Presidency considers making SIU's Digital Vibes report public

01 September 2021 - 20:26
Former health minister Zweli Mkhize and his adviser, Tahera Mather, have been sent notices by the presidency so they can have their say about the SIU report possibly being made public.
Former health minister Zweli Mkhize and his adviser, Tahera Mather, have been sent notices by the presidency so they can have their say about the SIU report possibly being made public.
Image: Supplied

The Special Investigating Unit (SIU) report into the Digital Vibes scandal could be made public, with President Cyril Ramaphosa’s office confirming that he is mulling over it and has started contacting implicated individuals.

This is to give them an opportunity to have a say if they object to the report being made public.

In a statement on Wednesday, the presidency said the third-party notices that had been sent to companies and individuals involved is in the interest of keeping the public abreast of developments in the investigation.

The investigation by the SIU concluded that former health minister Zweli Mkhize caused irregular, fruitless and wasteful expenditure, and may have been negligent when approving budgets in respect of the National Health Insurance (NHI) and Covid-19 campaigns. The report concluded that a conflict of interest existed in the appointment of Digital Vibes.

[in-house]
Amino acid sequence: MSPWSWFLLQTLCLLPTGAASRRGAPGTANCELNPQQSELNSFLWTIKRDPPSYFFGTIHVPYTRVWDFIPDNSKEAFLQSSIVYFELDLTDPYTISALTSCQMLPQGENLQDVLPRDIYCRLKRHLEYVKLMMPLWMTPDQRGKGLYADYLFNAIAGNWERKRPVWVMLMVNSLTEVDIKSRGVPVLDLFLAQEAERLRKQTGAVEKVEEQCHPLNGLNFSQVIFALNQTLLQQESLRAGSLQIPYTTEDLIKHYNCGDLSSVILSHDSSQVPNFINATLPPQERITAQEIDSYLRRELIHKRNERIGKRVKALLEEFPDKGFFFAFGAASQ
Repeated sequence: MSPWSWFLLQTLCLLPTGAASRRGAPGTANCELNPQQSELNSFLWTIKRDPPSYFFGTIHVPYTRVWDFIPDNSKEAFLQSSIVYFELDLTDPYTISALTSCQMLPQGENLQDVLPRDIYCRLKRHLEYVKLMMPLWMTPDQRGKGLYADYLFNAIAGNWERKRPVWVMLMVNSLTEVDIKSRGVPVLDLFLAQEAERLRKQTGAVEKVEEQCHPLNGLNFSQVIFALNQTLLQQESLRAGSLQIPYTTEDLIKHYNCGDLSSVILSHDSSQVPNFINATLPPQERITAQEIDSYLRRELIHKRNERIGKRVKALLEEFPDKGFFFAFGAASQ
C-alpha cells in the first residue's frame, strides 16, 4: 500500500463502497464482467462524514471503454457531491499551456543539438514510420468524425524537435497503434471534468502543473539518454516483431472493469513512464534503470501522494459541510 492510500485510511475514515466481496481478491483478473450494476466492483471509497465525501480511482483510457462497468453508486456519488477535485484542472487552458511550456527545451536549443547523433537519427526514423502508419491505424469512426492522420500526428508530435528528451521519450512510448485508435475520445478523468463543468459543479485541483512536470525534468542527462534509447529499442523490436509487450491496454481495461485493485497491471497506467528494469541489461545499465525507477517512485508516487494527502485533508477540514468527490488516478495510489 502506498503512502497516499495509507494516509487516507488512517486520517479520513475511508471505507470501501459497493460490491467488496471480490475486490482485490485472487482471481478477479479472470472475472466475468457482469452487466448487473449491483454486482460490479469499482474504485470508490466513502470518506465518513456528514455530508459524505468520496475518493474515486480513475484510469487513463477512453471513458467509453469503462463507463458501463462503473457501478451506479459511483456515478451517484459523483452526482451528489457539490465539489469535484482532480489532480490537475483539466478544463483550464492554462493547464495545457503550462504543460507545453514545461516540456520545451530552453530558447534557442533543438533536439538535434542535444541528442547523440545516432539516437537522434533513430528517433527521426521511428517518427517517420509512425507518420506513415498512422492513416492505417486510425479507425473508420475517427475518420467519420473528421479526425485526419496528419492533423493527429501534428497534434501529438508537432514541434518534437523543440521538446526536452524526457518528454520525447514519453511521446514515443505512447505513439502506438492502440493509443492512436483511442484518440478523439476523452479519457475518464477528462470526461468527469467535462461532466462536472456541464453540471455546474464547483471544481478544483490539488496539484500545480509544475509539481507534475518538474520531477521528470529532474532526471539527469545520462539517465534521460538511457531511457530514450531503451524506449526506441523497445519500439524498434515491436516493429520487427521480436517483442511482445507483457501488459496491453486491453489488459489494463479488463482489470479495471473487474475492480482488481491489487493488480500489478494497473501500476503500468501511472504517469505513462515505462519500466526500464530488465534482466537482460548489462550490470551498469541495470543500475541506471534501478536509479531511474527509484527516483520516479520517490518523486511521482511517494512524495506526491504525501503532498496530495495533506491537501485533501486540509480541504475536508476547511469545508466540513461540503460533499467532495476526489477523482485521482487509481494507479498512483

“In the interests of fairness and in terms of the Promotion of Access to Information Act,  and as a result of a number of applications to have sight of the report, the presidency has sent third-party notices to all people or entities referred to in the report, so they may have an opportunity to object to its publication or part thereof.

“Each of them will receive the information they require to enable them to make their decision as it affects their own interests,” the presidency said.

Mkhize resigned as health minister last month, vowing to challenge the SIU findings, saying the SIU had a predetermined outcome and a closed mind in its investigation of the contract.

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